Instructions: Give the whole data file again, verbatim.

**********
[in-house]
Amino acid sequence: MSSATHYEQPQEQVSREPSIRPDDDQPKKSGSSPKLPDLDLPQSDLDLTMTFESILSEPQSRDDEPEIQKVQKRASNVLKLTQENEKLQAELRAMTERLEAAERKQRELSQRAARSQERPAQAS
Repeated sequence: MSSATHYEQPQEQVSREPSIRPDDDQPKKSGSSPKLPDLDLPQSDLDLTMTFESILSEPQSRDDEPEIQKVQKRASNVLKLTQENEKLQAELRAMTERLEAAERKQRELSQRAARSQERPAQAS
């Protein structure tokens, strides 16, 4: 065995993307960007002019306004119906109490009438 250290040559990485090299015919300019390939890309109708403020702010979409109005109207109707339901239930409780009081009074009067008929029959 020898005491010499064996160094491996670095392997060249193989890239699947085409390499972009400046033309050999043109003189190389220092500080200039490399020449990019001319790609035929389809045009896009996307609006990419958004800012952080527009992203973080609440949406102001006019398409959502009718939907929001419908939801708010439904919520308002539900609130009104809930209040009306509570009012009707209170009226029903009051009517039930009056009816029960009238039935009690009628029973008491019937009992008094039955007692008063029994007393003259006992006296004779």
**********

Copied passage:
[in-house]
Amino acid sequence: MSSATHYEQPQEQVSREPSIRPDDDQPKKSGSSPKLPDLDLPQSDLDLTMTFESILSEPQSRDDEPEIQKVQKRASNVLKLTQENEKLQAELRAMTERLEAAERKQRELSQRAARSQERPAQAS
Repeated sequence: MSSATHYEQPQEQVSREPSIRPDDDQPKKSGSSPKLPDLDLPQSDLDLTMTFESILSEPQSRDDEPEIQKVQKRASNVLKLTQENEKLQAELRAMTERLEAAERKQRELSQRAARSQERPAQAS
């Protein structure tokens, strides 16, 4: 065995993307960007002019306004119906109490009438 250290040559990485090299015919300019390939890309109708403020702010979409109005109207109707339901239930409780009081009074009067008929029959 020898005491010499064996160094491996670095392997060249193989890239699947085409390499972009400046033309050999043109003189190389220092500080200039490399020449990019001319790609035929389809045009896009996307609006990419958004800012952080527009992203973080609440949406102001006019398409959502009718939907929001419908939801708010439904919520308002539900609130009104809930209040009306509570009012009707209170009226029903009051009517039930009056009816029960009238039935009690009628029973008491019937009992008094039955007692008063029994007393003259006992006296004779």